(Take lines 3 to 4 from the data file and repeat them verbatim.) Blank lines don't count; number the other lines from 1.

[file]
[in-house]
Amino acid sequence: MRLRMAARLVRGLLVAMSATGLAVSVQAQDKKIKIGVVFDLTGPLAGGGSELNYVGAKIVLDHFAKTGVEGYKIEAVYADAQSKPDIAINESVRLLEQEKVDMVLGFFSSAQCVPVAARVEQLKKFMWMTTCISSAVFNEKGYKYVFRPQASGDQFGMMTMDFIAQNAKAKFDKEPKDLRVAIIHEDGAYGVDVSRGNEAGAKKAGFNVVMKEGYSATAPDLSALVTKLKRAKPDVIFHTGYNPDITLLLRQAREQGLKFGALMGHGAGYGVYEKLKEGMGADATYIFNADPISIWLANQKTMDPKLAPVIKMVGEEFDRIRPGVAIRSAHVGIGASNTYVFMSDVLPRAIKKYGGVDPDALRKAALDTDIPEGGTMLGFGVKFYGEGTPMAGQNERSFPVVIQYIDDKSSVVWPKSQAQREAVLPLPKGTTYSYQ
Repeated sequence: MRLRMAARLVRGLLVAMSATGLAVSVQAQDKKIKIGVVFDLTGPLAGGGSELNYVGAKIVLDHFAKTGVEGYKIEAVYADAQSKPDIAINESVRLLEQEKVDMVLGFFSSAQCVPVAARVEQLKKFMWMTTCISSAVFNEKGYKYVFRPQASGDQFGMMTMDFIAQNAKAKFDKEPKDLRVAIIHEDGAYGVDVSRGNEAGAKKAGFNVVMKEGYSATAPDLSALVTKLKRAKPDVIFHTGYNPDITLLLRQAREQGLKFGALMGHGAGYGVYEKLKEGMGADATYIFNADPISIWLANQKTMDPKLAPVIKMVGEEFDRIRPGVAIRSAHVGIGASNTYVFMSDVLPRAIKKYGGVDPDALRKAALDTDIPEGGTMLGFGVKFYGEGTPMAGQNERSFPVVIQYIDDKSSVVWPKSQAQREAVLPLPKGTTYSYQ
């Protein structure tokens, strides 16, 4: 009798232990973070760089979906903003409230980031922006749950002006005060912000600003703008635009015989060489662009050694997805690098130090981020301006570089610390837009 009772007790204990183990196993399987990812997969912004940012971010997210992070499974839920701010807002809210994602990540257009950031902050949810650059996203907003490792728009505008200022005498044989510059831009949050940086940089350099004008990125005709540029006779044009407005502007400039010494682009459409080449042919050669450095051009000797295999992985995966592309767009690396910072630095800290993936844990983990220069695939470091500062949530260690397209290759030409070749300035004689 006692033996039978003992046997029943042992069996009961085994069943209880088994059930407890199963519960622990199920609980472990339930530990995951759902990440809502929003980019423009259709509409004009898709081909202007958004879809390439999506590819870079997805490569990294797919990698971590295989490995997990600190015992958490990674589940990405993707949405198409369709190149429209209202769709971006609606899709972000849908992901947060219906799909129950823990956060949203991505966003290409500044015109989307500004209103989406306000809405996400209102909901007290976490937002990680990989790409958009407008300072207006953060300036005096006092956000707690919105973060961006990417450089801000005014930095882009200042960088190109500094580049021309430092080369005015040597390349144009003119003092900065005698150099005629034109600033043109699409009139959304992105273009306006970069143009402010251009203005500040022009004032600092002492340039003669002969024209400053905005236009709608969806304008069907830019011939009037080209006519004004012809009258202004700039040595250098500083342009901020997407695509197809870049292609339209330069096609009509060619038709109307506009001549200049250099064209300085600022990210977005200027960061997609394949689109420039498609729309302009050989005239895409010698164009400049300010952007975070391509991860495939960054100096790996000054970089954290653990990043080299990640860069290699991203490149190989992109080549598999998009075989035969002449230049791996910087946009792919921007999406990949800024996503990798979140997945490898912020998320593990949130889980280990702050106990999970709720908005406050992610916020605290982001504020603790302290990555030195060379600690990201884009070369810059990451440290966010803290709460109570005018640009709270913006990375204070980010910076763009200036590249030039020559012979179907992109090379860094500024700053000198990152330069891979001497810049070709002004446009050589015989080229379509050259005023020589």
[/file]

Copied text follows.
Repeated sequence: MRLRMAARLVRGLLVAMSATGLAVSVQAQDKKIKIGVVFDLTGPLAGGGSELNYVGAKIVLDHFAKTGVEGYKIEAVYADAQSKPDIAINESVRLLEQEKVDMVLGFFSSAQCVPVAARVEQLKKFMWMTTCISSAVFNEKGYKYVFRPQASGDQFGMMTMDFIAQNAKAKFDKEPKDLRVAIIHEDGAYGVDVSRGNEAGAKKAGFNVVMKEGYSATAPDLSALVTKLKRAKPDVIFHTGYNPDITLLLRQAREQGLKFGALMGHGAGYGVYEKLKEGMGADATYIFNADPISIWLANQKTMDPKLAPVIKMVGEEFDRIRPGVAIRSAHVGIGASNTYVFMSDVLPRAIKKYGGVDPDALRKAALDTDIPEGGTMLGFGVKFYGEGTPMAGQNERSFPVVIQYIDDKSSVVWPKSQAQREAVLPLPKGTTYSYQ
């Protein structure tokens, strides 16, 4: 009798232990973070760089979906903003409230980031922006749950002006005060912000600003703008635009015989060489662009050694997805690098130090981020301006570089610390837009 009772007790204990183990196993399987990812997969912004940012971010997210992070499974839920701010807002809210994602990540257009950031902050949810650059996203907003490792728009505008200022005498044989510059831009949050940086940089350099004008990125005709540029006779044009407005502007400039010494682009459409080449042919050669450095051009000797295999992985995966592309767009690396910072630095800290993936844990983990220069695939470091500062949530260690397209290759030409070749300035004689 006692033996039978003992046997029943042992069996009961085994069943209880088994059930407890199963519960622990199920609980472990339930530990995951759902990440809502929003980019423009259709509409004009898709081909202007958004879809390439999506590819870079997805490569990294797919990698971590295989490995997990600190015992958490990674589940990405993707949405198409369709190149429209209202769709971006609606899709972000849908992901947060219906799909129950823990956060949203991505966003290409500044015109989307500004209103989406306000809405996400209102909901007290976490937002990680990989790409958009407008300072207006953060300036005096006092956000707690919105973060961006990417450089801000005014930095882009200042960088190109500094580049021309430092080369005015040597390349144009003119003092900065005698150099005629034109600033043109699409009139959304992105273009306006970069143009402010251009203005500040022009004032600092002492340039003669002969024209400053905005236009709608969806304008069907830019011939009037080209006519004004012809009258202004700039040595250098500083342009901020997407695509197809870049292609339209330069096609009509060619038709109307506009001549200049250099064209300085600022990210977005200027960061997609394949689109420039498609729309302009050989005239895409010698164009400049300010952007975070391509991860495939960054100096790996000054970089954290653990990043080299990640860069290699991203490149190989992109080549598999998009075989035969002449230049791996910087946009792919921007999406990949800024996503990798979140997945490898912020998320593990949130889980280990702050106990999970709720908005406050992610916020605290982001504020603790302290990555030195060379600690990201884009070369810059990451440290966010803290709460109570005018640009709270913006990375204070980010910076763009200036590249030039020559012979179907992109090379860094500024700053000198990152330069891979001497810049070709002004446009050589015989080229379509050259005023020589």